Concerning your edit: You suggest there might be some dependencies to discrete variables like phone number or day of the week. Since I do not know how rates for different days of the week or phone numbers relate I can only model them independently. This would mean to calculate the rates for each day or phone number individually. Lets call $j$ the day then $$ \mathbb E[\theta_{i,j}] = \frac{s_{i,j} + 1}{n_{i,j} + 2} $$ You can do that for any variable $j$ and only use data from the day or phone number $j$. You can then compare the rates between different $j$. If we want to make this any more powerful we need to know how the rates between different $j$ could be connected. E.g. are success rates between neighboring days more similar then between distant days.

Pattern Recognition: What you could do to find patterns and relations between the $\theta_{i,j}$ is to look at the vectors $$ x_k=(\mathbb E[\theta_{1,1}],\mathbb E[\theta_{2,1}],\dots,\mathbb E[\theta_{m,n}]) $$ where $n$ is the number of different hours and $m$ the number of values for $j$ (days or phone numbers) for all clients $k$. Your data set is $X=\{x_1, \dots, x_N\}$ where $N$ is the number of clients. Then you could apply principal component analysis to find linear dependencies between the $\theta_{i,j}$. If the explained variances is large for the first components and drops of quickly, then the first components correspond to recurrent patterns in your data. This corresponds to the "variance explained" plots in this example.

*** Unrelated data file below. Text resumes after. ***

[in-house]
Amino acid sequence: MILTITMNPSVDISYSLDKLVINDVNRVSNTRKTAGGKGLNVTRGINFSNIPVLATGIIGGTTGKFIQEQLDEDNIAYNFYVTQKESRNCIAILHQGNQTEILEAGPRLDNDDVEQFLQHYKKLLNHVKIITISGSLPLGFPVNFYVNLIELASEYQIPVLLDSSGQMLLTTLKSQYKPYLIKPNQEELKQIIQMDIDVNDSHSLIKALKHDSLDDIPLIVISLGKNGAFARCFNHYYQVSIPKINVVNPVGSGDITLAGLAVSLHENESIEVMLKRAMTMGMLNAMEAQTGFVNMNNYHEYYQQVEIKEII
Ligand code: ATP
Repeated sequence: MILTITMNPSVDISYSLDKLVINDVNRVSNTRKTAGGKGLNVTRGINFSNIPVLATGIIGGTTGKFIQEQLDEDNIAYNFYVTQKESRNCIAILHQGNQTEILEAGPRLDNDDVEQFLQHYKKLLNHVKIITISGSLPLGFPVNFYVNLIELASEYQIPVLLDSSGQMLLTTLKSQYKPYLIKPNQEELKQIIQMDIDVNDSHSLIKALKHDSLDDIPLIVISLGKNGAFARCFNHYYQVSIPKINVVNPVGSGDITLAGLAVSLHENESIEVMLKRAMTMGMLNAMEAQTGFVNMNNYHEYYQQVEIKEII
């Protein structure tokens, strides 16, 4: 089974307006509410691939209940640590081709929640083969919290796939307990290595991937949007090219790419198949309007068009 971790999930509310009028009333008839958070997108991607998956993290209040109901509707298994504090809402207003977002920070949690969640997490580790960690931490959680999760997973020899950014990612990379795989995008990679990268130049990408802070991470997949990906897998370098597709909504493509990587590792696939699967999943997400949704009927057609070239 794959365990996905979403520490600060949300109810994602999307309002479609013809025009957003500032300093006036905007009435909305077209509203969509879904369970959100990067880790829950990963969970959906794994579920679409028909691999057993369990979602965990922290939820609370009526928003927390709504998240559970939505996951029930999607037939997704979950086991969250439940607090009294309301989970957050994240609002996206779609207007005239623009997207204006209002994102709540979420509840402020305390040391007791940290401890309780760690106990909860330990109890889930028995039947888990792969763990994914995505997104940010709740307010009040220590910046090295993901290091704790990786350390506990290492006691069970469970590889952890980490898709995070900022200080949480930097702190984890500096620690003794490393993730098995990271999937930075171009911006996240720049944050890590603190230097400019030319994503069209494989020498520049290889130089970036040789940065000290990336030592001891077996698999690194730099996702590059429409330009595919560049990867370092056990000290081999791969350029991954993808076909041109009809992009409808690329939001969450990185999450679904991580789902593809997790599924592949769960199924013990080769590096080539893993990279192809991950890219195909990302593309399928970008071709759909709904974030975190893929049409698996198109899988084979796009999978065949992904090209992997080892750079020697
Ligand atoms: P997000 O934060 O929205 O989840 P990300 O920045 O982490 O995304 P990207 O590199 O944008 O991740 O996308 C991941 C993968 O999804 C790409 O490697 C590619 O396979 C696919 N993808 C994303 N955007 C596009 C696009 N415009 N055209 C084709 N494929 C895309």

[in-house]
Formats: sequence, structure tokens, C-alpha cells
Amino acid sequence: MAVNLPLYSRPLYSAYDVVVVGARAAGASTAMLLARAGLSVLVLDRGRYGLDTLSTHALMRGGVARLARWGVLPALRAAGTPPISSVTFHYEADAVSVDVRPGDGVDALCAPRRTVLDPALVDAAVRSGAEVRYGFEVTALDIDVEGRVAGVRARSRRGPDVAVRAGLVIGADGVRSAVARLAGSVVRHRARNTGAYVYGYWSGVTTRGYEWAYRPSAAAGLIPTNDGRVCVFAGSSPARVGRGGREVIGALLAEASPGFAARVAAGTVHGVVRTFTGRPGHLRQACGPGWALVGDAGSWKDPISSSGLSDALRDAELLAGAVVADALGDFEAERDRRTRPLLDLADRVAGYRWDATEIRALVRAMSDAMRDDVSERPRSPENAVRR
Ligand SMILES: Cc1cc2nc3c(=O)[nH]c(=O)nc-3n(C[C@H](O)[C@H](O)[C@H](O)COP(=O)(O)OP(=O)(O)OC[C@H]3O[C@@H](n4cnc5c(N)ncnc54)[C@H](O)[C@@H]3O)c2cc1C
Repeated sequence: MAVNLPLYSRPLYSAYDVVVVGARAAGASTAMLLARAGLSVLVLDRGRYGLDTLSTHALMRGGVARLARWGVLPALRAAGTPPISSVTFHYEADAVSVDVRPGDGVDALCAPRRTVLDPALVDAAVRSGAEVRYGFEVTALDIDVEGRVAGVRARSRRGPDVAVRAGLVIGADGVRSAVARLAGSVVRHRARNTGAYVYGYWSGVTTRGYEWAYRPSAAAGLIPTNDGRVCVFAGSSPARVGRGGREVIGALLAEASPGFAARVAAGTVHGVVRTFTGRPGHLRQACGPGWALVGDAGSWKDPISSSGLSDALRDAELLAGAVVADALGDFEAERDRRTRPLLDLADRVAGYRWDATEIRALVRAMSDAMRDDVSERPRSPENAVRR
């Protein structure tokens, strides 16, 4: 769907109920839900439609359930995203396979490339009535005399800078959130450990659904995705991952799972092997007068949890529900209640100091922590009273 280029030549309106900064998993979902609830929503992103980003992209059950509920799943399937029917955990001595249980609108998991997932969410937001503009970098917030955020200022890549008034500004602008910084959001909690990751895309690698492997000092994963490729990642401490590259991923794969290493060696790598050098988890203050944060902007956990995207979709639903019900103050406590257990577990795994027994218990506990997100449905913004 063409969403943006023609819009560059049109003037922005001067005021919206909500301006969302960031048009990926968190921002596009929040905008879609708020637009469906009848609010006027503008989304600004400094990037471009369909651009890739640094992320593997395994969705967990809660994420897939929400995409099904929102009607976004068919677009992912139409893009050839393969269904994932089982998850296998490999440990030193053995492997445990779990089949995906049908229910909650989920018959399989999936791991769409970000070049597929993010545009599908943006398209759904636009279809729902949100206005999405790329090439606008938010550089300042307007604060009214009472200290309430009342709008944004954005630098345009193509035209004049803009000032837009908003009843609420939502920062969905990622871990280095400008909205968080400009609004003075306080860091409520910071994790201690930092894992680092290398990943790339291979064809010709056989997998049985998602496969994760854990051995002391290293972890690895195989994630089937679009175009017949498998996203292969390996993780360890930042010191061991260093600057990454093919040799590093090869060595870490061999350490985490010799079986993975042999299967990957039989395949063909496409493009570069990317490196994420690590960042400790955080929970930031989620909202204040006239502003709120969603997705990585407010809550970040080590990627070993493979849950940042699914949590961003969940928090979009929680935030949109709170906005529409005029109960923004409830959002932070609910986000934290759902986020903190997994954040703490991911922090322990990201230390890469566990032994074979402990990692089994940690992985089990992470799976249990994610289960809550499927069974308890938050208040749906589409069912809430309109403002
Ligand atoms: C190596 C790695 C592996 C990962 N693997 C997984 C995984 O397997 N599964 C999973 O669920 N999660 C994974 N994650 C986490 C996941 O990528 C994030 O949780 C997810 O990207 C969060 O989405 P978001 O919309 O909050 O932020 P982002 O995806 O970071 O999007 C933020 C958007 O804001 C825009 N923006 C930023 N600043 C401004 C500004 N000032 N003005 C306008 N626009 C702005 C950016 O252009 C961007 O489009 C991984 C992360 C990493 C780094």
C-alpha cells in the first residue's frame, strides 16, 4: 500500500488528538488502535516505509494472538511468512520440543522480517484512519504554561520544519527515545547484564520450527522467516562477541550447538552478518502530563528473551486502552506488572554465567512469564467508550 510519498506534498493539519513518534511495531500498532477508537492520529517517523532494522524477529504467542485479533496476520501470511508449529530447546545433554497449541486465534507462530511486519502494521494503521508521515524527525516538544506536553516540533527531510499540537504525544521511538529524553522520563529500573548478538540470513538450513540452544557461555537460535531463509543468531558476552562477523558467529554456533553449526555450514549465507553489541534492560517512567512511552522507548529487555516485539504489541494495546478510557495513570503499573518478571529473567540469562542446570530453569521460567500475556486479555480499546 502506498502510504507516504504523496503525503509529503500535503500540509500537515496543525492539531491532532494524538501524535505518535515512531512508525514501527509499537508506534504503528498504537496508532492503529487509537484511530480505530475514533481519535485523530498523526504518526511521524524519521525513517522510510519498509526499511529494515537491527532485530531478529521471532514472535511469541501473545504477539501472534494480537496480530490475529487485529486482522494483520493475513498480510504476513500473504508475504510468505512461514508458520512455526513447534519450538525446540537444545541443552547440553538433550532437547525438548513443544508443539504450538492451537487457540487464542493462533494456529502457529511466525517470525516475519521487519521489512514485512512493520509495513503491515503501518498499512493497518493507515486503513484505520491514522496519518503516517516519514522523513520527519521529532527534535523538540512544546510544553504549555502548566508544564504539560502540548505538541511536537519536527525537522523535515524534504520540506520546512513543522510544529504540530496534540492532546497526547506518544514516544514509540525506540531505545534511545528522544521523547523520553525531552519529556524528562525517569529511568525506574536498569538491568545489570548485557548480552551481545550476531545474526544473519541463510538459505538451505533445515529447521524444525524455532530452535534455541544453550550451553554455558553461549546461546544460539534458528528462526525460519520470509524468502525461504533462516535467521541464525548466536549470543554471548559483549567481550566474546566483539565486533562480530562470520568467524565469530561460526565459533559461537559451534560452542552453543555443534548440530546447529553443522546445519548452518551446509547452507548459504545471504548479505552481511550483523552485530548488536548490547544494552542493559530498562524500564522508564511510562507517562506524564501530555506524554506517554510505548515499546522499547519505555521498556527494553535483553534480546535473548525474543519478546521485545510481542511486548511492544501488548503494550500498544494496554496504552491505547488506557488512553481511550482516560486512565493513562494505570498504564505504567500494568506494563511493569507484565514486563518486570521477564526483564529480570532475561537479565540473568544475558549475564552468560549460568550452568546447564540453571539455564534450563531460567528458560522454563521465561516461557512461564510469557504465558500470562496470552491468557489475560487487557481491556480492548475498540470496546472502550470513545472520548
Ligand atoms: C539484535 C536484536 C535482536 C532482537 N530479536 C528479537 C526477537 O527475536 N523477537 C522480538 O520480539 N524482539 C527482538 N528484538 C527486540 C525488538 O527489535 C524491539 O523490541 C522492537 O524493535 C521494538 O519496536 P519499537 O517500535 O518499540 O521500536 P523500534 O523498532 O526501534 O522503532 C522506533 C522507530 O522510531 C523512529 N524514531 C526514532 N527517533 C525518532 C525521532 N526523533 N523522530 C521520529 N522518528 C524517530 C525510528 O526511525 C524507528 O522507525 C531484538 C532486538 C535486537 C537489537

It is up to use how to use or interpret these patterns. If you assume that everything not matching the patterns is random noise you could project the $x_k$ of a new client $k$ on a linear combination of these patters in order to remove that noise. In R this could be done like that:

X <- rbind(x1, x2, ..., xN) # your data set
xk <- c(Eo[1,1], Eo[2,1], ..., Eo[m, n]) # data of the new client

pc <- prcomp(X)
# make a plot to see how many components to use:
plot(sv$sdev^2/sum(sv$sdev^2), type = "b", pch = 16,
     xlab = "components", ylab = "variance explained")

l <- the number of components that you choose
projection <- pc$rotation[, 1:l] %*% t(pc$rotation[, 1:l])
shift <- pc$center - (pc$center %*% projection)

new_xk <- xk %*% projection + shift # projected data of the new client

Then the 4 maximum values of new_xk per day/phone number are where you want to attempt charging the client. So for a given $j$ the 4 best hours are order(new_xk[(j*m+1):(j*m+n)], decreasing=TRUE)[1:4]. Note that these cannot be interpreted as expected success rates anymore.